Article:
What is a CSA & why are memberships decreasing?
Community Supported Agriculture consists of a community of individuals who pledge support to a farm operation so that the farmland becomes, either legally or spiritually, the community’s farm, with the growers and consumers providing mutual support and sharing the risks and benefits of food production.
-United States Dept. of Agriculture
I wanted to talk a little bit about what exactly a CSA is and how it’s defined. Many people have no idea what a CSA is when you mention it in conversation and there can be confusion to know which programs out there are actual CSA’s. Typically, CSA members purchase a share in advance, committing to the farm for the season and helping cover the initial annual costs of the farm operation i.e. seeds, compost, labor costs, etc. before the produce is available to sell and generate revenue for the farm. In return, members receive boxes of the farm’s produce or products throughout the growing season, as well as satisfaction gained from reconnecting to the land and being more knowledgeable of local food production. CSA’s create an expansion of knowledge of food and most often push people out of their comfort zones, introducing them to new ingredients that one would be too intimidated to buy on their own and to varieties of produce that are not found in general stores. CSA farmers use sustainable and organic methods to produce high quality produce to reduce the impact of agriculture on the environment. By being a CSA member your dollars are literally going directly to the farmer at full retail value for their farm products.
However, there are more and more businesses better known as “box schemes” that advertise themselves as CSA’s and will deliver “local” food to your desired pick-up site. Local to the entire state of California? These companies haul in produce from multiple farms around the state and even the from around the country and store the goods in a warehouse before they are packed and shipped out on trucks. The consumer doesn’t build a relationship with any of the farmers involved and may not know exactly where their food is coming from. When you support a real local CSA your box is not a hodgepodge of products amassed from throughout the region or country, but rather a delicious box containing the bounty of your farm, picked, washed and prepared by your farmer, for you. (csacoalition.org)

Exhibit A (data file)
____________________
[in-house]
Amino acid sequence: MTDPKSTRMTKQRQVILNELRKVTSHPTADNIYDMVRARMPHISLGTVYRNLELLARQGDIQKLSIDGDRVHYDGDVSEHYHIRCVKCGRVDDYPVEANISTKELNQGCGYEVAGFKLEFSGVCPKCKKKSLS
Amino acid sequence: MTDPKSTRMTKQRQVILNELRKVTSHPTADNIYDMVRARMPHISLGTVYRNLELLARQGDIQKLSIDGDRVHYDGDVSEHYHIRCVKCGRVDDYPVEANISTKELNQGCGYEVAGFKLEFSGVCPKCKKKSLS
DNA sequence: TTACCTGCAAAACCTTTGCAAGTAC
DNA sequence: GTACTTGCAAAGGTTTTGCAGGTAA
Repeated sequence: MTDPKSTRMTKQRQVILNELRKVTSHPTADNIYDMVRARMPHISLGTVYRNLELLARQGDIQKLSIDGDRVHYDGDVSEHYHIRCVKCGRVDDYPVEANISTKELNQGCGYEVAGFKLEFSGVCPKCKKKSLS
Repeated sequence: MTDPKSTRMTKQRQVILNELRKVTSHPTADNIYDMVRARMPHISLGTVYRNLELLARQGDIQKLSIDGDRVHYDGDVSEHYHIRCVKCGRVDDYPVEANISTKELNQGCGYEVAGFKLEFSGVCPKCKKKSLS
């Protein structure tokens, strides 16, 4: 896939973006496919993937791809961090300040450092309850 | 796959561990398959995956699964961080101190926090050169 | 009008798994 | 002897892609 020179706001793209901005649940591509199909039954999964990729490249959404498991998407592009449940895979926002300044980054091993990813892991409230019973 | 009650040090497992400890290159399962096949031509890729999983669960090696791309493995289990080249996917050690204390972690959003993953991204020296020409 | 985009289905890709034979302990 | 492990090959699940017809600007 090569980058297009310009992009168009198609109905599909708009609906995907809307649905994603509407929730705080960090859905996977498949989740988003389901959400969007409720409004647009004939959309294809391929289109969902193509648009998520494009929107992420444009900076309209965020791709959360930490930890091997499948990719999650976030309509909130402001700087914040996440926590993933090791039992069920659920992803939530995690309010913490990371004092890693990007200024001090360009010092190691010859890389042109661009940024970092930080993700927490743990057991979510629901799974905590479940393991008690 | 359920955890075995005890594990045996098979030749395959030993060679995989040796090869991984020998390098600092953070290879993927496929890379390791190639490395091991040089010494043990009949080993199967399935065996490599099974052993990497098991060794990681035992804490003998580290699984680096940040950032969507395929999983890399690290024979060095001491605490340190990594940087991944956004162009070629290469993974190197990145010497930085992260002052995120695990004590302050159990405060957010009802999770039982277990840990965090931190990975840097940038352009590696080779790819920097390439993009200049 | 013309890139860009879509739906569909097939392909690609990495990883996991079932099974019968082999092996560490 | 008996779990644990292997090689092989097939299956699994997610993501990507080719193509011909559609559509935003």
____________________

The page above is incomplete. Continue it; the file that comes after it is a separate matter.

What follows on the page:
In 1965 a CSA equivalent, called teikei, which literally translated means “partnership” or “cooperation”, was first developed in Japan by a group of women concerned with the use of pesticides, the increase in processed and imported foods and the corresponding decrease in the farm population. The more philosophical translation for teikei is “food with the farmer’s face”. These women initiated a direct, cooperative relationship in which local farmers were supported by consumers on an annual basis.
Around the same time, a similar model started in Europe. Instead of being formed by concerned consumers, however, in Europe the new model was an outgrowth of biodynamic farming. Biodynamic farming is based on the idea that all living organisms—including land, plants, and animals—are dependent on one another. Cooperative farmers in Holland and Switzerland developed models similar to CSA as an economic and social component to these ideas of interdependence.
In 1984 the CSA model was brought to a farm in Massachusetts and has since spread from the East Coast out to the West. (http://www.justfood.org/csa/history)
Here at Fifth Crow we highly value our CSA customers. We grow crops specifically for our members and many of these crops can not be purchased at our market stalls. We give priority to the CSA when a new crop comes on; for example when our apples, blackberries, rhubarb, eggplant, tomatoes, etc. have been ready for harvesting we’ve doled it out to the CSA before any have gone to market. Have you noticed that we haven’t been selling our dry beans at market for the past couple of months? That’s because we’ve got them set aside for our CSA members. We give our members first priority of our delicious eggs before any are packed for markets. We offer our members access to our wholesale list so if you are throwing a party you can order food from us at a lesser cost than if you were to buy it all at market. For the most part I’m able to pick out and sort through our harvests that come in from the fields to ensure that you are getting the crème de la crème of our produce. I feel like I am your personal shopper and I want to pick out the highest of quality for your shares (with a little edge to it sometimes because as we all know, not all food looks like what we’re used to in the super markets). We strive to make you all feel like this is your personal farm because it truly is.